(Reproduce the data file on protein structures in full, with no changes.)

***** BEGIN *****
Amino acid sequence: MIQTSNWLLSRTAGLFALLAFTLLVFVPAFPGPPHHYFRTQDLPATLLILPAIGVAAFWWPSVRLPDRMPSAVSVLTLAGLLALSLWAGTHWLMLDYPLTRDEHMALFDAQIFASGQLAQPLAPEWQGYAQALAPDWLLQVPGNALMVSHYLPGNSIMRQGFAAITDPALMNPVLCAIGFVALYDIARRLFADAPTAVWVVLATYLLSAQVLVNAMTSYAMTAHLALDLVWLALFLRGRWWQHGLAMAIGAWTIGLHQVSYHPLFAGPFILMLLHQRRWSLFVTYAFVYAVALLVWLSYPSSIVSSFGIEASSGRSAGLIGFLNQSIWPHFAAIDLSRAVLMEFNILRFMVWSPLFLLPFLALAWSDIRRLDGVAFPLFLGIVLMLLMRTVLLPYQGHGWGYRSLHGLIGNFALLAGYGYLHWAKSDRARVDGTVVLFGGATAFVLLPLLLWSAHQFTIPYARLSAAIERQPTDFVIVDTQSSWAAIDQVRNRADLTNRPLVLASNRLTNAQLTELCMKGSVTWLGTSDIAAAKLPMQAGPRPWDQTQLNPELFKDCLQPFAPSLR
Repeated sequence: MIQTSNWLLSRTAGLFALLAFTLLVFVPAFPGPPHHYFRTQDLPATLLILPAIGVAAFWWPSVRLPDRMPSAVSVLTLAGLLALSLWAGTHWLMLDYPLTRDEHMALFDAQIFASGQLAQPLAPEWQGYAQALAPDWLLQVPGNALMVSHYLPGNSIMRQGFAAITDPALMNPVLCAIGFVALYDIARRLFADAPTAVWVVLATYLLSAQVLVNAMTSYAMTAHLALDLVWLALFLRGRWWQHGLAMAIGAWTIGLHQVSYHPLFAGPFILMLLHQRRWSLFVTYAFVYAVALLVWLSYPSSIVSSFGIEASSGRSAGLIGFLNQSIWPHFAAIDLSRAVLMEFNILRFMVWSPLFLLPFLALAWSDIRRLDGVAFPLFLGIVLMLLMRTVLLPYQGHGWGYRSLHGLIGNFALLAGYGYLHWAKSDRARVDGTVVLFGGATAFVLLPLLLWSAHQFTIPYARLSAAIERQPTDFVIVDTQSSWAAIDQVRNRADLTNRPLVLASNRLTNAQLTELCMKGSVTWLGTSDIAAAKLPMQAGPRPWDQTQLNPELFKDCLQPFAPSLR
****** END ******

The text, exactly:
Amino acid sequence: MIQTSNWLLSRTAGLFALLAFTLLVFVPAFPGPPHHYFRTQDLPATLLILPAIGVAAFWWPSVRLPDRMPSAVSVLTLAGLLALSLWAGTHWLMLDYPLTRDEHMALFDAQIFASGQLAQPLAPEWQGYAQALAPDWLLQVPGNALMVSHYLPGNSIMRQGFAAITDPALMNPVLCAIGFVALYDIARRLFADAPTAVWVVLATYLLSAQVLVNAMTSYAMTAHLALDLVWLALFLRGRWWQHGLAMAIGAWTIGLHQVSYHPLFAGPFILMLLHQRRWSLFVTYAFVYAVALLVWLSYPSSIVSSFGIEASSGRSAGLIGFLNQSIWPHFAAIDLSRAVLMEFNILRFMVWSPLFLLPFLALAWSDIRRLDGVAFPLFLGIVLMLLMRTVLLPYQGHGWGYRSLHGLIGNFALLAGYGYLHWAKSDRARVDGTVVLFGGATAFVLLPLLLWSAHQFTIPYARLSAAIERQPTDFVIVDTQSSWAAIDQVRNRADLTNRPLVLASNRLTNAQLTELCMKGSVTWLGTSDIAAAKLPMQAGPRPWDQTQLNPELFKDCLQPFAPSLR
Repeated sequence: MIQTSNWLLSRTAGLFALLAFTLLVFVPAFPGPPHHYFRTQDLPATLLILPAIGVAAFWWPSVRLPDRMPSAVSVLTLAGLLALSLWAGTHWLMLDYPLTRDEHMALFDAQIFASGQLAQPLAPEWQGYAQALAPDWLLQVPGNALMVSHYLPGNSIMRQGFAAITDPALMNPVLCAIGFVALYDIARRLFADAPTAVWVVLATYLLSAQVLVNAMTSYAMTAHLALDLVWLALFLRGRWWQHGLAMAIGAWTIGLHQVSYHPLFAGPFILMLLHQRRWSLFVTYAFVYAVALLVWLSYPSSIVSSFGIEASSGRSAGLIGFLNQSIWPHFAAIDLSRAVLMEFNILRFMVWSPLFLLPFLALAWSDIRRLDGVAFPLFLGIVLMLLMRTVLLPYQGHGWGYRSLHGLIGNFALLAGYGYLHWAKSDRARVDGTVVLFGGATAFVLLPLLLWSAHQFTIPYARLSAAIERQPTDFVIVDTQSSWAAIDQVRNRADLTNRPLVLASNRLTNAQLTELCMKGSVTWLGTSDIAAAKLPMQAGPRPWDQTQLNPELFKDCLQPFAPSLR